Blodgette, George Brainard, compiler. Early Settlers of Rowley, MA: A Genealogical Record of the Families Who Settled in Rowley Before 1700 With Several Generations of their Descendants. Amos Everett Jewett, Revisor, Editor, and Publisher. Rowley, MA: Amos Everett Kewett, 1933.

Ancestry of Charles Stinson Pillsbury and John Sargent Pillsbury by Mary Lovering Holman, 1868-1947; compiled for Helen Pendleton Winston Pillsbury, 1878-1957 (1938) p. 905-906

http://www.genealogyofnewengland.com/f_1aa.htm#14

http://freepages.genealogy.rootsweb.ancestry.com/~corey/harriman /d2.htm#g2

http://minerdescent.wordpress.com/2010/06/29/leonard-harriman/

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Harriman-715 and Harriman-187 appear to represent the same person because: Clear duplicate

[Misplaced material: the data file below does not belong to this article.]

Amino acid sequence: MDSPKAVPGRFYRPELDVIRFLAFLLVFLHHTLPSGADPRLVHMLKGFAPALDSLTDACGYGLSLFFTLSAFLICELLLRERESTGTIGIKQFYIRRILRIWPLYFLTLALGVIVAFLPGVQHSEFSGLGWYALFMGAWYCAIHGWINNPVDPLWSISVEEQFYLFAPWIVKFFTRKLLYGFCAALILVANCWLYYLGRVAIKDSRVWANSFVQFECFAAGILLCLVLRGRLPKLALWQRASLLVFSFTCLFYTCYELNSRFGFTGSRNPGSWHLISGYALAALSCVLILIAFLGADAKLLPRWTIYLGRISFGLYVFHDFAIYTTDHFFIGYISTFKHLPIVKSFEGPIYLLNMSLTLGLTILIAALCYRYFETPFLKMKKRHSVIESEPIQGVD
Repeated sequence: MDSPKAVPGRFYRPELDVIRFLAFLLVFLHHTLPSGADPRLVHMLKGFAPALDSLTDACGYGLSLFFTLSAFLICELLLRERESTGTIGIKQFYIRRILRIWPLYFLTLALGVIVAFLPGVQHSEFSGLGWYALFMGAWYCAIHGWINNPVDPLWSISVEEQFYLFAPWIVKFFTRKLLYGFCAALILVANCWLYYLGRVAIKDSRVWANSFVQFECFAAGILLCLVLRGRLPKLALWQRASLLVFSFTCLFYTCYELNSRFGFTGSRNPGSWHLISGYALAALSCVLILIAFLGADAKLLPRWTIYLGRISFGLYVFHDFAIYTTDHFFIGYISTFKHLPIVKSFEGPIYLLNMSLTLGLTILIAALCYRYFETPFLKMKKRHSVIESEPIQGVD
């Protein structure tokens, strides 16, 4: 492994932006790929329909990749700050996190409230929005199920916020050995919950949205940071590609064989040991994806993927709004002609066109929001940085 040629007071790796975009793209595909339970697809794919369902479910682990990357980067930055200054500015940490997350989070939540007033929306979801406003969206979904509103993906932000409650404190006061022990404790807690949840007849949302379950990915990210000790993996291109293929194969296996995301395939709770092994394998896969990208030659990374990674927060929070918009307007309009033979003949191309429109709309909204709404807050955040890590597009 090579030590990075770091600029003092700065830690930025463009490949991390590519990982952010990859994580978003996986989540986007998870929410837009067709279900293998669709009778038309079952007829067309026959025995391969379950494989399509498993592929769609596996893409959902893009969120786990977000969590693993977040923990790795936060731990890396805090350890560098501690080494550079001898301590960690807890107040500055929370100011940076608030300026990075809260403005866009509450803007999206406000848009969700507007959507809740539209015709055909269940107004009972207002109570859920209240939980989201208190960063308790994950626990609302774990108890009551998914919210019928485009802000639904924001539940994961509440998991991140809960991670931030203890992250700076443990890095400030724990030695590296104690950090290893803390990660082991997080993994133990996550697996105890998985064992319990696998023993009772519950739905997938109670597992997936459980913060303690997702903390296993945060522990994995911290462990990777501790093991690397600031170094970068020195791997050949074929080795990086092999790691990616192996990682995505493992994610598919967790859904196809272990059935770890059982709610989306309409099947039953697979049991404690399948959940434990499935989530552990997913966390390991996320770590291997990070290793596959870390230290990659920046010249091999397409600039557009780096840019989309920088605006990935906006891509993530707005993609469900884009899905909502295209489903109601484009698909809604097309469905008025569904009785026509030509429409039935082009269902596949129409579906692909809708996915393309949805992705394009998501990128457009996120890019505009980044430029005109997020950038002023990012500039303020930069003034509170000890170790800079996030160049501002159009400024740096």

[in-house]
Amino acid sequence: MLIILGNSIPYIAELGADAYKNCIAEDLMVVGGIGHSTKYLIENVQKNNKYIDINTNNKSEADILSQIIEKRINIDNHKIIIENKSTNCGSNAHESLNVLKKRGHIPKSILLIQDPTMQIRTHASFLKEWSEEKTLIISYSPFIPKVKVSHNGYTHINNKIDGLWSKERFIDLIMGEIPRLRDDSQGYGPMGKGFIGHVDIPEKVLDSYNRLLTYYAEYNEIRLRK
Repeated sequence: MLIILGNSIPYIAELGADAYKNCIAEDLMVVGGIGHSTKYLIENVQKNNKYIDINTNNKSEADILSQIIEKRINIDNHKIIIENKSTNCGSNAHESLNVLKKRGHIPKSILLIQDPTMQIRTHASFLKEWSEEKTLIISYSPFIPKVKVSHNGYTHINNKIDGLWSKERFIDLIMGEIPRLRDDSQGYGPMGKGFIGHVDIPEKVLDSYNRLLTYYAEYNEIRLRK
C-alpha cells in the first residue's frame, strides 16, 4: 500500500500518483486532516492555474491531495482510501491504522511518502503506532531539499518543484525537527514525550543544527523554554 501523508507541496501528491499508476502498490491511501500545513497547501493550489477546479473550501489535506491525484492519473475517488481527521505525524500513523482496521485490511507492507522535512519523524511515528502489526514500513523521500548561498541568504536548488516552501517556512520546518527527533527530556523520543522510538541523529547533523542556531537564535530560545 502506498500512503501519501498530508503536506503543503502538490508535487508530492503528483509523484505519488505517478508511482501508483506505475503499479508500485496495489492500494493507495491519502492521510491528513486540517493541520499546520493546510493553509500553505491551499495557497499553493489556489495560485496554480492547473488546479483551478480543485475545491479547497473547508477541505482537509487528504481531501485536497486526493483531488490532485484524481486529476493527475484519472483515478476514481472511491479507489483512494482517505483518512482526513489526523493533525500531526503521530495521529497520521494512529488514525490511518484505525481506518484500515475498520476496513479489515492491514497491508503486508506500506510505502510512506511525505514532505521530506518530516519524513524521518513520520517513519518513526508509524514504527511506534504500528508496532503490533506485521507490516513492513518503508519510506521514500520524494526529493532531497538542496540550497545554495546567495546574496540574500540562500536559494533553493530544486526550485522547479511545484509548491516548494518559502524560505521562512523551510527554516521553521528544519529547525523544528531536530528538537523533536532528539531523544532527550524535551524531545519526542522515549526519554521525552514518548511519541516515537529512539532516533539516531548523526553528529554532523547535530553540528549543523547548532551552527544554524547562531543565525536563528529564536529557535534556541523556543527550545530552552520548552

posted by Cindy (Ramsey) Barnett
Wife's name and parents addressed.

Need someone to cleanup this profile and make a single chronological narrative, appropriately cited and with sub headers since it's so long.

Then we need to decide if he emigrated before or after 1640 and change the project template accordingly.

posted by Jillaine Smith
From information that I can find Leonard arrived 1647"Gale Research, Passenger and Immigration Lists Index, 1500s-1900s (Online publication - Provo, UT, USA: The Generations Network, Inc., 2009.Original data - Filby, P. William, ed.. Passenger and Immigration Lists Index, 1500s-1900s. Farmington Hills, MI, USA: Gale Research, 2009.Original data: Filby, P. William, ed.. Passe), Ancestry.com, http://www.Ancestry.com, Place: Rowley, Massachusetts; Year: 1647; Page Number: 135. Arrival date: 1647 Arrival place: Rowley, Massachusetts." and "Ancestry.com, U.S. and Canada, Passenger and Immigration Lists Index, 1500s-1900s (Provo, UT, USA, Ancestry.com Operations, Inc, 2010), Ancestry.com, http://www.Ancestry.com, Place: Massachusetts; Year: 1647; Page Number: 136.